Classified? Not really. Top Secret? No longer. Converging technologies--they're what bioengineering is all about today. From microprocessor-based medical devices and rehabilitative engineering to implantable devices and biomaterials, bioengineering is that branch of applied science that integrates physical, chemical, and mathematical sciences and engineering principles in the study of biology, medicine, behavior, and health. Not surprisingly, given the richness of its intellectual gene pool, the field is constantly evolving. More...

In this feature on Careers in Bioengineering, the Next Wave team has gathered articles from just a few of these individuals to give you a picture of some of the exciting topics on the international bioengineering scene today.


Chris Backhouse is one of many researchers working in a new field that's piquing interest all over the globe--the application of microsystems and nanotechnologies in biomedical engineering. Backhouse describes the revolutionary ways in which the life sciences will be changed for the better by these convergent technologies.


Research at the University of Alberta's Biomaterials and Tissue Engineering Lab is diverse in nature, providing lab members with the ability to conceive, design, and execute research projects that are at the cutting edge of bioengineering. Erin Smith and Sébastien Gittens, students in Hasan Uludag's lab, talk about their training and the bioengineering opportunities that abound.


The Center for Biological and Environmental Nanotechnology (CBEN) at Rice University aims to transform nanotechnology into a tool for use in any number of fields. CBEN's executive director, Kevin Ausman, discusses the Rice vision for nanotechnology research and the center's aim to identify, recruit, and train the nanoscience workforce of the future.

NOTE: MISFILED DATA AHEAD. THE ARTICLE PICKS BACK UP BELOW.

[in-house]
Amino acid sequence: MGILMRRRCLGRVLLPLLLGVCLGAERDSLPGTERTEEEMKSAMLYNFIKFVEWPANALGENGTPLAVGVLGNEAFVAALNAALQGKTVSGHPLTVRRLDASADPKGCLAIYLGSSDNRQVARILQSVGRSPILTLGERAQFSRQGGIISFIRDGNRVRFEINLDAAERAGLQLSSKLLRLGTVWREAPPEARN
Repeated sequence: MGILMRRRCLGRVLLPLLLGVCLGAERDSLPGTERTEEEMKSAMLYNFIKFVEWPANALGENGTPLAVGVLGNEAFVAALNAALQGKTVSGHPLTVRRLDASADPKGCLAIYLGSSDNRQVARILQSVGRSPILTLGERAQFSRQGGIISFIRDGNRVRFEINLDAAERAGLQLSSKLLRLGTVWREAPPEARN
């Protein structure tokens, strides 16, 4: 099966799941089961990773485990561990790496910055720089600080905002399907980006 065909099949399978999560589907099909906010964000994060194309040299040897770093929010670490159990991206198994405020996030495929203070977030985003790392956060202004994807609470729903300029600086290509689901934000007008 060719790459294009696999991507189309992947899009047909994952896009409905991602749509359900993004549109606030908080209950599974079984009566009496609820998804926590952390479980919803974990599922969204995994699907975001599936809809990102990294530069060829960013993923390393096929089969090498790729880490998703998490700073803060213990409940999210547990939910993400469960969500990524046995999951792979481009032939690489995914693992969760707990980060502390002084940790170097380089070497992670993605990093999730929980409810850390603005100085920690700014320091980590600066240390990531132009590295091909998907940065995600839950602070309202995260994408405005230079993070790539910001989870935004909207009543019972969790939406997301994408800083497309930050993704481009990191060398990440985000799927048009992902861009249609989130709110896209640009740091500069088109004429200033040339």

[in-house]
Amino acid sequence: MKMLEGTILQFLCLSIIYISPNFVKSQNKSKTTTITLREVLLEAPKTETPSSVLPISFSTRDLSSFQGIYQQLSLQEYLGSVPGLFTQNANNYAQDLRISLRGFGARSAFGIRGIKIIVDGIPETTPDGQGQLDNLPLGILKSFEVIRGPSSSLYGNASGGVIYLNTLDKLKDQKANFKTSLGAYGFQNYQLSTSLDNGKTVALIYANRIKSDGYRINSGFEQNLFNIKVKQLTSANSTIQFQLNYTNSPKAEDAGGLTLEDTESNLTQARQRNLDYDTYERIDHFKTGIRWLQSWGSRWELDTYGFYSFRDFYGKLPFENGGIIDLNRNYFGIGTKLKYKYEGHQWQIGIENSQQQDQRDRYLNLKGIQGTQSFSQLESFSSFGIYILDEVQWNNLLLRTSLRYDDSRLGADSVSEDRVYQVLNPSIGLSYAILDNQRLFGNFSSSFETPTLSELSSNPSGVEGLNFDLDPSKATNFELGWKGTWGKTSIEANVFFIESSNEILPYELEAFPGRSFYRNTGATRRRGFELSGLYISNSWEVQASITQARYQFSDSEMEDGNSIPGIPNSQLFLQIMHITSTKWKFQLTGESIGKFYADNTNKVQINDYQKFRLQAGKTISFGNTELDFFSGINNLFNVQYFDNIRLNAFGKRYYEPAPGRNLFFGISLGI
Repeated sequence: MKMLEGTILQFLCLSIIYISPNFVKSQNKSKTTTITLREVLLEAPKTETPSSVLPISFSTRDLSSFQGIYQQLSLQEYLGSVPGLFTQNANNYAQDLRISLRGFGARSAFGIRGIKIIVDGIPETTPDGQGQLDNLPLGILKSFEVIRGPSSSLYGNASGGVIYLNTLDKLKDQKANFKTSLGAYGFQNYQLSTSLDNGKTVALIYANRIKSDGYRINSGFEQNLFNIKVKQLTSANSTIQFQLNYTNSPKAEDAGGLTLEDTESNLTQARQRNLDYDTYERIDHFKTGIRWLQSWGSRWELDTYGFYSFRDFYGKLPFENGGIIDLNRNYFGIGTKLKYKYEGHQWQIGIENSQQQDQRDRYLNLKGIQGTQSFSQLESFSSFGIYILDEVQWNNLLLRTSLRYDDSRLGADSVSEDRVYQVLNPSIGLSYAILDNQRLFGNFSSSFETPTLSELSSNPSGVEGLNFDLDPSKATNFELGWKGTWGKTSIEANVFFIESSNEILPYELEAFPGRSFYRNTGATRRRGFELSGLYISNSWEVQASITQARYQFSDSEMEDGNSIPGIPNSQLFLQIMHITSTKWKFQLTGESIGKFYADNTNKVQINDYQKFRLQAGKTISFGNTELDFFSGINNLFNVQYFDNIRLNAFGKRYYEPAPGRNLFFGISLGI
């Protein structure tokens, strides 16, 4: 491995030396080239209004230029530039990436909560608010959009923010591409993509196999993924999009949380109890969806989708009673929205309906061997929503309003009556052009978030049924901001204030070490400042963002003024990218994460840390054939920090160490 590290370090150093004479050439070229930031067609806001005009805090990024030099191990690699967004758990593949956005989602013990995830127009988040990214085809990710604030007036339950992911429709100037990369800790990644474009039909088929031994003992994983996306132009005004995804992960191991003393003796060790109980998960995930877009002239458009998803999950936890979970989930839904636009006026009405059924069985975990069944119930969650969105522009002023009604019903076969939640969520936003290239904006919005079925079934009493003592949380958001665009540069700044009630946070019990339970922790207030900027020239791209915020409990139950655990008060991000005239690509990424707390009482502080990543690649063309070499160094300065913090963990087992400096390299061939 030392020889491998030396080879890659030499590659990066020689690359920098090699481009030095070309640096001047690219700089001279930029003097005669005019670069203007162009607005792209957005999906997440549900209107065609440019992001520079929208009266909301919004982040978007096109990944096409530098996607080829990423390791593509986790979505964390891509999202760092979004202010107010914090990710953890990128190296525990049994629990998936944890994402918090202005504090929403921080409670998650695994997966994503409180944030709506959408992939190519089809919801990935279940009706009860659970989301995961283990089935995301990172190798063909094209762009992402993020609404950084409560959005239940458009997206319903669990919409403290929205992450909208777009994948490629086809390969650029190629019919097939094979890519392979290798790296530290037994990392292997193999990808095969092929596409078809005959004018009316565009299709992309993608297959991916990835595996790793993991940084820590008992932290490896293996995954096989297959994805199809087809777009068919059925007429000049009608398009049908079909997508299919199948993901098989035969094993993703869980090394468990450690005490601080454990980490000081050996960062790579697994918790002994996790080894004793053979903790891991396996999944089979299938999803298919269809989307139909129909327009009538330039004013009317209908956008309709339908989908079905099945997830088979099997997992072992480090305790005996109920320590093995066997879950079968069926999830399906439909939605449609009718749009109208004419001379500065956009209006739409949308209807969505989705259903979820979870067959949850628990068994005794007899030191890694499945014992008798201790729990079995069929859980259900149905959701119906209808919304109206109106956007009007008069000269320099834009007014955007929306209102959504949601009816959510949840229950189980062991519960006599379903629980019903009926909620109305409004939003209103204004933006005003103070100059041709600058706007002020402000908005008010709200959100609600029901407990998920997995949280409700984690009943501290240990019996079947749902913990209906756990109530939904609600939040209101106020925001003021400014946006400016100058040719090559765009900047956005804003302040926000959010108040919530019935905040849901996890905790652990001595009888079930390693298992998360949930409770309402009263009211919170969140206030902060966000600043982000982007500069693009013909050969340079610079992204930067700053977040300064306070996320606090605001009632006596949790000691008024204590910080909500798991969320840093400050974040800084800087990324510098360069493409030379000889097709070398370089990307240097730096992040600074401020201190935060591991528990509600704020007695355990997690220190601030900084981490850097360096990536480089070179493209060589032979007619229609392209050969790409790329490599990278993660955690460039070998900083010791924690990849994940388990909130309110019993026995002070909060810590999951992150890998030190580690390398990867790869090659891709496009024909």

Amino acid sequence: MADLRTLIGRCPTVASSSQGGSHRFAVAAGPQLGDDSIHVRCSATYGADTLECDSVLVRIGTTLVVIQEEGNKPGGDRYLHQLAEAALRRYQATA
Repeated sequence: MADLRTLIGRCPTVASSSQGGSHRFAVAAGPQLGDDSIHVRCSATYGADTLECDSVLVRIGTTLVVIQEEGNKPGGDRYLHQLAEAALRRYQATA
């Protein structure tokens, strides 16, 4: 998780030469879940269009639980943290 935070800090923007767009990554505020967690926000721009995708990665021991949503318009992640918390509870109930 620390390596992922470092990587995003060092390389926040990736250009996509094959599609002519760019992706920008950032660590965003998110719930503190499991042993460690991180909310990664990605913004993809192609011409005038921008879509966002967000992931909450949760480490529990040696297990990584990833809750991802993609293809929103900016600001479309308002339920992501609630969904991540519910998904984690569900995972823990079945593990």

In an amazing feat of tissue engineering, Anthony Atala and his research team at the Children's Hospital in Boston are creating new organs in the laboratory using patients' own cells and by employing the same technology used to clone Dolly the sheep. But the work is ongoing and much remains to be discovered, writes Mary-Ellen Shay, as she brings us Atala's story.


By keeping open for new opportunities, physicist Coulton Legge discovered that the pharmaceutical industry has been experiencing a drive toward the use of new technologies. Legge writes about how he, after some legwork of his own, came to be applying his microfluids research to pharmaceutical processes in UK.


Dietmar Hutmacher was keen to live and work in South-east Asia, and so when the offer to start the first tissue engineering laboratory at the National University of Singapore came in, he jumped at the opportunity.


Jason Hendry was able to get a taste of the bioengineering industry while carrying out his graduate studies in materials engineering and decided that it was the career for him. Sheema Inayatulla of Millenium Biologix tells us how Hendry's career path led him to Millenium Biologix and how being able to function effectively in a multidisciplinary environment is key to the work a biomaterials engineer does every day.


In GrantsNet's Federal Corner, Katie Cottingham writes about a controversial new NIH institute that's stirring the biomedical pot--the National Institute of Biomedical Imaging and Bioengineering (NIBIB).


Grants from the Whitaker Foundation have enabled the University of Memphis and the University of Tennessee to create a joint graduate program in biomedical engineering, writes Jerry Gabriel for GrantsNet. Gabriel also describes how the Whitaker Foundation's Industrial Internship grant money was used at UM/UT to create a Web-based search engine for bioengineering summer internships.


Interested in learning more about bioengineering? Next Wave has already published numerous articles on the topic, which we have summarized for you in our resources page. Our editorial team has also collected a number of informative links to international biomedical engineering Web sites.